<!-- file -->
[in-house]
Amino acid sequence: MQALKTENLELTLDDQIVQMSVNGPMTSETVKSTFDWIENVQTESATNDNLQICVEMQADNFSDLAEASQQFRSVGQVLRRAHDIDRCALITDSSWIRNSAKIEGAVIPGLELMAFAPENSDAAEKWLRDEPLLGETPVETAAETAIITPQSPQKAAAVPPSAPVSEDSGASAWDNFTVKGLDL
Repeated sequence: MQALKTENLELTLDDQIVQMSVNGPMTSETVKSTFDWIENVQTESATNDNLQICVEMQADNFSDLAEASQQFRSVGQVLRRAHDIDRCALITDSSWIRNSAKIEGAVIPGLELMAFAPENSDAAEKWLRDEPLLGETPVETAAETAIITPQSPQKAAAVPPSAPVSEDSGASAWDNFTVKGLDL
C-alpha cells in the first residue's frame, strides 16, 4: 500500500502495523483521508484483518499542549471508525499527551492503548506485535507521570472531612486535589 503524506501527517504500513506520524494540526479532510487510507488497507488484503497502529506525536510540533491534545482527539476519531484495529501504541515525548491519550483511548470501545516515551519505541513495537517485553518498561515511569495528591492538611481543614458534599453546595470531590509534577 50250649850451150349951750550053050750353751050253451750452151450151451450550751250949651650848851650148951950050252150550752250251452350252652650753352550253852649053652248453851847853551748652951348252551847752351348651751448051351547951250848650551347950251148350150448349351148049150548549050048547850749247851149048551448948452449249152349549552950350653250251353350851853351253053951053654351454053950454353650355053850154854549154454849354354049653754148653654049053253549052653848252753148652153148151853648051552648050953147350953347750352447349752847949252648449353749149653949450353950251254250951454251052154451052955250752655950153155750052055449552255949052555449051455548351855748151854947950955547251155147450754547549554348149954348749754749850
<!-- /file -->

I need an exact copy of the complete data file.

[in-house]
Amino acid sequence: MQALKTENLELTLDDQIVQMSVNGPMTSETVKSTFDWIENVQTESATNDNLQICVEMQADNFSDLAEASQQFRSVGQVLRRAHDIDRCALITDSSWIRNSAKIEGAVIPGLELMAFAPENSDAAEKWLRDEPLLGETPVETAAETAIITPQSPQKAAAVPPSAPVSEDSGASAWDNFTVKGLDL
Repeated sequence: MQALKTENLELTLDDQIVQMSVNGPMTSETVKSTFDWIENVQTESATNDNLQICVEMQADNFSDLAEASQQFRSVGQVLRRAHDIDRCALITDSSWIRNSAKIEGAVIPGLELMAFAPENSDAAEKWLRDEPLLGETPVETAAETAIITPQSPQKAAAVPPSAPVSEDSGASAWDNFTVKGLDL
C-alpha cells in the first residue's frame, strides 16, 4: 500500500502495523483521508484483518499542549471508525499527551492503548506485535507521570472531612486535589 503524506501527517504500513506520524494540526479532510487510507488497507488484503497502529506525536510540533491534545482527539476519531484495529501504541515525548491519550483511548470501545516515551519505541513495537517485553518498561515511569495528591492538611481543614458534599453546595470531590509534577 50250649850451150349951750550053050750353751050253451750452151450151451450550751250949651650848851650148951950050252150550752250251452350252652650753352550253852649053652248453851847853551748652951348252551847752351348651751448051351547951250848650551347950251148350150448349351148049150548549050048547850749247851149048551448948452449249152349549552950350653250251353350851853351253053951053654351454053950454353650355053850154854549154454849354354049653754148653654049053253549052653848252753148652153148151853648051552648050953147350953347750352447349752847949252648449353749149653949450353950251254250951454251052154451052955250752655950153155750052055449552255949052555449051455548351855748151854947950955547251155147450754547549554348149954348749754749850